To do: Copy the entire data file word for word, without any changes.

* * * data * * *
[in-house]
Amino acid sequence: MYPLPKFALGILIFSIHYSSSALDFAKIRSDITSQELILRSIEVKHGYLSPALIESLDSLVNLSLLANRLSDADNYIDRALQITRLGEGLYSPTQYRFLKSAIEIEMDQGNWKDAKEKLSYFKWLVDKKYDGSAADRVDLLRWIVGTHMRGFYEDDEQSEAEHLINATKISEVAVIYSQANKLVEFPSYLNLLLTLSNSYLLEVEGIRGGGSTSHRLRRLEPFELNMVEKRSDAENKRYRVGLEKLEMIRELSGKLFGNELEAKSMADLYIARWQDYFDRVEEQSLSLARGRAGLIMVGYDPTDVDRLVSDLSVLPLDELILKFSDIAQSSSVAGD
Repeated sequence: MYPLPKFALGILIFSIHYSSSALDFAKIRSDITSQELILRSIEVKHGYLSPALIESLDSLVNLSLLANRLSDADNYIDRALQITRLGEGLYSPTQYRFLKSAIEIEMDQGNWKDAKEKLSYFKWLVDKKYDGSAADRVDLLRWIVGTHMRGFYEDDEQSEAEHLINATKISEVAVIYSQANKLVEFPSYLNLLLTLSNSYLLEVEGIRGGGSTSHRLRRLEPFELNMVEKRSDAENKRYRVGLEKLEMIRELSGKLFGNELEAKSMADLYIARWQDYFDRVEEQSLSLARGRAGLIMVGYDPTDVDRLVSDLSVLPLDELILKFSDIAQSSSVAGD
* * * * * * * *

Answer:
[in-house]
Amino acid sequence: MYPLPKFALGILIFSIHYSSSALDFAKIRSDITSQELILRSIEVKHGYLSPALIESLDSLVNLSLLANRLSDADNYIDRALQITRLGEGLYSPTQYRFLKSAIEIEMDQGNWKDAKEKLSYFKWLVDKKYDGSAADRVDLLRWIVGTHMRGFYEDDEQSEAEHLINATKISEVAVIYSQANKLVEFPSYLNLLLTLSNSYLLEVEGIRGGGSTSHRLRRLEPFELNMVEKRSDAENKRYRVGLEKLEMIRELSGKLFGNELEAKSMADLYIARWQDYFDRVEEQSLSLARGRAGLIMVGYDPTDVDRLVSDLSVLPLDELILKFSDIAQSSSVAGD
Repeated sequence: MYPLPKFALGILIFSIHYSSSALDFAKIRSDITSQELILRSIEVKHGYLSPALIESLDSLVNLSLLANRLSDADNYIDRALQITRLGEGLYSPTQYRFLKSAIEIEMDQGNWKDAKEKLSYFKWLVDKKYDGSAADRVDLLRWIVGTHMRGFYEDDEQSEAEHLINATKISEVAVIYSQANKLVEFPSYLNLLLTLSNSYLLEVEGIRGGGSTSHRLRRLEPFELNMVEKRSDAENKRYRVGLEKLEMIRELSGKLFGNELEAKSMADLYIARWQDYFDRVEEQSLSLARGRAGLIMVGYDPTDVDRLVSDLSVLPLDELILKFSDIAQSSSVAGD